(modern English phrase) Governmental use of funds to procure benefits, goods or services which may be of temporary or lasting significance, generally for the benefit of the public at large. See also Common Good fund, applicable in parts of Scotland.
There is more trouble in Paradise this week, I am sorry to say. Sadly, some people are being rather negative about our very own Lord Provost having his portrait commissioned. They said he was ‘no oil painting’, but this has now been disproved. This fantastic event will be justly commemorated with a joyous celebration, courtesy of The Common Good Fund.
What could be more reasonable? The portrait cost £9,000 (I guess we could not find any RGU graduates in need of a commission), and hopefully the Chain of Office in the painting will have been gold-leafed on by Italian craftsmen flown over for the purpose. I so look forward to attending this party!
I shall buy a new hat. I’m thinking of getting my own portrait done, and may well pop out to one of those photo canvas printing places in Union Square Mall or similar for the £39.95 photo on canvas.
After all, it’s Common Good money paying for the whole event – so I am taking this opportunity to tell everyone who pays taxes in Aberdeen to show up at the party. If the Council has any objection to us all enjoying the party we’re paying for, I invite them to get in touch with me.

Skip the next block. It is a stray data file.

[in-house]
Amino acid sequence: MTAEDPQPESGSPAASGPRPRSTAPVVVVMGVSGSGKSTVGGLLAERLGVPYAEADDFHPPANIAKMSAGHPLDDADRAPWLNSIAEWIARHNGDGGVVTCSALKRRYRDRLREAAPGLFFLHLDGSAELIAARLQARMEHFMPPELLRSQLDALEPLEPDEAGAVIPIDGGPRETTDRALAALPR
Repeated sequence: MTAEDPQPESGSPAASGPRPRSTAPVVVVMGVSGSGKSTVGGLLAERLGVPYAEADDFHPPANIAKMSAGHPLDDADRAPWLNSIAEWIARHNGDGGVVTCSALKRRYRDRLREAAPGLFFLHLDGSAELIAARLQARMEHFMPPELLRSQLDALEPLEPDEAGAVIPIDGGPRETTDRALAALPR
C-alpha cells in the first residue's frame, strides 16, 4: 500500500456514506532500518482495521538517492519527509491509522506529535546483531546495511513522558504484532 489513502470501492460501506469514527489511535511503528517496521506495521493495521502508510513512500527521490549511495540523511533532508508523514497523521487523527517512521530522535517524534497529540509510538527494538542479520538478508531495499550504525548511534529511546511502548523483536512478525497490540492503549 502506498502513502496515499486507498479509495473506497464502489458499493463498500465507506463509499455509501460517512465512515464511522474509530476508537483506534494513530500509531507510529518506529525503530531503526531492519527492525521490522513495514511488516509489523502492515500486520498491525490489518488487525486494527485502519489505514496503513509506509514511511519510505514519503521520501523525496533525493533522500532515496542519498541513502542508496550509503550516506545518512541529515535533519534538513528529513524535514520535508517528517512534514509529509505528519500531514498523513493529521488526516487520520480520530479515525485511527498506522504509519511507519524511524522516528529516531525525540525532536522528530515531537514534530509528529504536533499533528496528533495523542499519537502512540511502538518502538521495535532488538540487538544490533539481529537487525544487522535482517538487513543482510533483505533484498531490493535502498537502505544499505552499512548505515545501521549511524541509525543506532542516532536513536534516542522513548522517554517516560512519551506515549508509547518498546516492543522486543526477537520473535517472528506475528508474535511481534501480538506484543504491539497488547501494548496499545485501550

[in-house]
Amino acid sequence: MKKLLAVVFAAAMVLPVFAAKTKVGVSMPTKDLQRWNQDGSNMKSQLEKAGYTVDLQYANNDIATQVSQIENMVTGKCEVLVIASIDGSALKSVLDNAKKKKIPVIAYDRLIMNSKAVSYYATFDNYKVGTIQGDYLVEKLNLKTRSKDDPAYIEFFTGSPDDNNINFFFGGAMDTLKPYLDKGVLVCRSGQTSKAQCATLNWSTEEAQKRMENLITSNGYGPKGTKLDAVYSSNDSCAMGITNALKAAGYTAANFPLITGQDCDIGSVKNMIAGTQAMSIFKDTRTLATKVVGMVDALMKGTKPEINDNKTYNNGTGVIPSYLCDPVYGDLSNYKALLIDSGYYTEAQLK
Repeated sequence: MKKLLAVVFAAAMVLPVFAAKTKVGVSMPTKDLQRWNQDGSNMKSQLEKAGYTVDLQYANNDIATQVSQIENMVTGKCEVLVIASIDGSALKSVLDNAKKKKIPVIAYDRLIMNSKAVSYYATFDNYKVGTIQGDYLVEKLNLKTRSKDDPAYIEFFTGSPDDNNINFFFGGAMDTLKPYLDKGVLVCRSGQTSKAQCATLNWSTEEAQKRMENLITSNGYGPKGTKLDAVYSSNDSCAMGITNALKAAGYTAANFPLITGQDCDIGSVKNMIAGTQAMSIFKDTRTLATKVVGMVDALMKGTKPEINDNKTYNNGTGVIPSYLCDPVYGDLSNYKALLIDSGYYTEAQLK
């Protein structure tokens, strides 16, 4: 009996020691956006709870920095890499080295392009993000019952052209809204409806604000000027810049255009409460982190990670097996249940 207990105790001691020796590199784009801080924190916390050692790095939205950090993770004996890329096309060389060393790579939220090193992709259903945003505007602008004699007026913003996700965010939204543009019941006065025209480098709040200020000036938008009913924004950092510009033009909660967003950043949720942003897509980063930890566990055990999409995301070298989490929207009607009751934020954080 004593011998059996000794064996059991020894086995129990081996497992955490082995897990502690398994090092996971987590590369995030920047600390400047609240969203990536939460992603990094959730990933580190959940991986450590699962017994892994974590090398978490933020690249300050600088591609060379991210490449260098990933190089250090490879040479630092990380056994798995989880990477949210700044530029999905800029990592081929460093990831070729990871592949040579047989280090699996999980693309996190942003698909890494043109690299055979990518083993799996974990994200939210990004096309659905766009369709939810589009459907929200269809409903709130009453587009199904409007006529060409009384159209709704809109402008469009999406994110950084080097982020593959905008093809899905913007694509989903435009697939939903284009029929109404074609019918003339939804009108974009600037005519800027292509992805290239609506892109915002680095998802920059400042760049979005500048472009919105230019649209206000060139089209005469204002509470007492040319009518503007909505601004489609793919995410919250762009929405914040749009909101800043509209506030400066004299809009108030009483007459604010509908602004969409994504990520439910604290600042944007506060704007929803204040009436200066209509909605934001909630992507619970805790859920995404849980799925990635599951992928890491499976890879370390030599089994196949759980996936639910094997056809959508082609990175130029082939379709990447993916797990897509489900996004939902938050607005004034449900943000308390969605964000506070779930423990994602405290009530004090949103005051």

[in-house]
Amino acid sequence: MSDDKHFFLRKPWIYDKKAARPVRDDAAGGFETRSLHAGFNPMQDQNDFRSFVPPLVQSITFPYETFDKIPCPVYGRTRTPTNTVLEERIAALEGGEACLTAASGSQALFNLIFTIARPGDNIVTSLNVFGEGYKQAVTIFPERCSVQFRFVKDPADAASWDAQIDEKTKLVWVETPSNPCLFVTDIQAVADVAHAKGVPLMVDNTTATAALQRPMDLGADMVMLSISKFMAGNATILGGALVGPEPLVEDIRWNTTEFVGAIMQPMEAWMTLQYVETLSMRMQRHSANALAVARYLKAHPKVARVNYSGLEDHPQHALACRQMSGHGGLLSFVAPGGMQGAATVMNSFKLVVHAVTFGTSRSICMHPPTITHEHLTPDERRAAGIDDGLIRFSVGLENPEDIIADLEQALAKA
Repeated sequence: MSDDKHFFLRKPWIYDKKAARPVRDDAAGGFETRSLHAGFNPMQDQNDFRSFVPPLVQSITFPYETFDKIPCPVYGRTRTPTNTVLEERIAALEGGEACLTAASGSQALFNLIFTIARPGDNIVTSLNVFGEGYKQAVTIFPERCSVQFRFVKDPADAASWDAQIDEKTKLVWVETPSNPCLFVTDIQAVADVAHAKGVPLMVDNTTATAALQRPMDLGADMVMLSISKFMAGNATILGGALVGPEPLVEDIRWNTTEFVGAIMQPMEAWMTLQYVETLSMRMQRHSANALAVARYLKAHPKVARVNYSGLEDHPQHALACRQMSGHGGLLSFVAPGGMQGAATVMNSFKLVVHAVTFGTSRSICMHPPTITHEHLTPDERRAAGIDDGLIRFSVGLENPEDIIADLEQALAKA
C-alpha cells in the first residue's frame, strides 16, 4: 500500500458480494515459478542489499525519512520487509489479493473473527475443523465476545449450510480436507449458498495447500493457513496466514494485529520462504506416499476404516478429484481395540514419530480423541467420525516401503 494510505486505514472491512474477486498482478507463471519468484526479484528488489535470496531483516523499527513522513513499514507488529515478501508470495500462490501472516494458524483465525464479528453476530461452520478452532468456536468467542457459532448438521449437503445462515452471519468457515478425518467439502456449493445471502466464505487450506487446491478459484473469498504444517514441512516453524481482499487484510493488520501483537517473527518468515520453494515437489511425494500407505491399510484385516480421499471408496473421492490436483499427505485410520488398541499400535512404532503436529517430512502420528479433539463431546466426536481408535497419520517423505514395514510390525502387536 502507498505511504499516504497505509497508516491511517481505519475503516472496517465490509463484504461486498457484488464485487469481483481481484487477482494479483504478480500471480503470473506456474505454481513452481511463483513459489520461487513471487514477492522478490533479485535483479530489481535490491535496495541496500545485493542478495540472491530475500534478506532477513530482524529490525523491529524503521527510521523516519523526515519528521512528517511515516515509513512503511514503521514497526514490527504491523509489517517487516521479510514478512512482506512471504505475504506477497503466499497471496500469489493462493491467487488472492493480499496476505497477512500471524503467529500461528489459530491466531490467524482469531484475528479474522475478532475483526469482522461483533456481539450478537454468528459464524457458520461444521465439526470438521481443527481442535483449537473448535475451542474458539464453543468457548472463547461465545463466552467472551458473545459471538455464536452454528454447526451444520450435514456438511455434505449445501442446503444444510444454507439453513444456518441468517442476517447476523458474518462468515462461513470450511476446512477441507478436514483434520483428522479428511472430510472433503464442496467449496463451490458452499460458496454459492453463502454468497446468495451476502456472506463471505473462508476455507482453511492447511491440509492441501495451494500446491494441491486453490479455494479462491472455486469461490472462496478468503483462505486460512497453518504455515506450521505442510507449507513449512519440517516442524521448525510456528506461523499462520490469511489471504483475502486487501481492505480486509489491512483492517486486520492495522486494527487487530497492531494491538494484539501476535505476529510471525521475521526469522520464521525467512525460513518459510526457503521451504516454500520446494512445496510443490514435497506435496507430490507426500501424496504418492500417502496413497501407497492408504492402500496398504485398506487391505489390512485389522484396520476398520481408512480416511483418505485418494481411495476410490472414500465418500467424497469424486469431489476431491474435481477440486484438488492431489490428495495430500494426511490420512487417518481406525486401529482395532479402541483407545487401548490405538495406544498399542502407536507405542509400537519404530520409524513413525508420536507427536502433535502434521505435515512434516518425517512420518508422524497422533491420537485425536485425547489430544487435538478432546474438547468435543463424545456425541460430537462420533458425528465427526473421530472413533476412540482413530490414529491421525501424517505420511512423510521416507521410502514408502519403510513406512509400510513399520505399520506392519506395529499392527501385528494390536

From my point of view the portrait and party represent all the best of public spending: not only do we get a great party for our important citizens, but all of us will have a lasting reminder of the Lord Provost and all he has done for us. In a previous column I complained that our City Councillors no longer had the taxpayer paying for their beautiful photo Christmas cards – this expenditure more than makes up for my disappointment. I may suggest we do a statue as well; they are all the rage at present.
You would have thought with everything the LP (as his friend calls him) has done for Stewy and Ian, they would have clubbed together to pay for the bling portrait
Early rumours that a protest march will coincide with this monumental event are very disappointing.
I would hate to see marchers carrying pictures of our Lord Provost down Union Street on the day and/or holding a parallel party at some suitable venue. If I’ve been spotted buying paint, brushes and sign-making material, it is purely coincidental.
The cost of outfitting our Lord Provost and his wife for a year … £10,000
The cost of a portrait of our Lord Provost … £9,000
The cost of a party to celebrate the portrait … £4,000
The cost of a blonde woman to guard said Provost and his bling necklace … unknown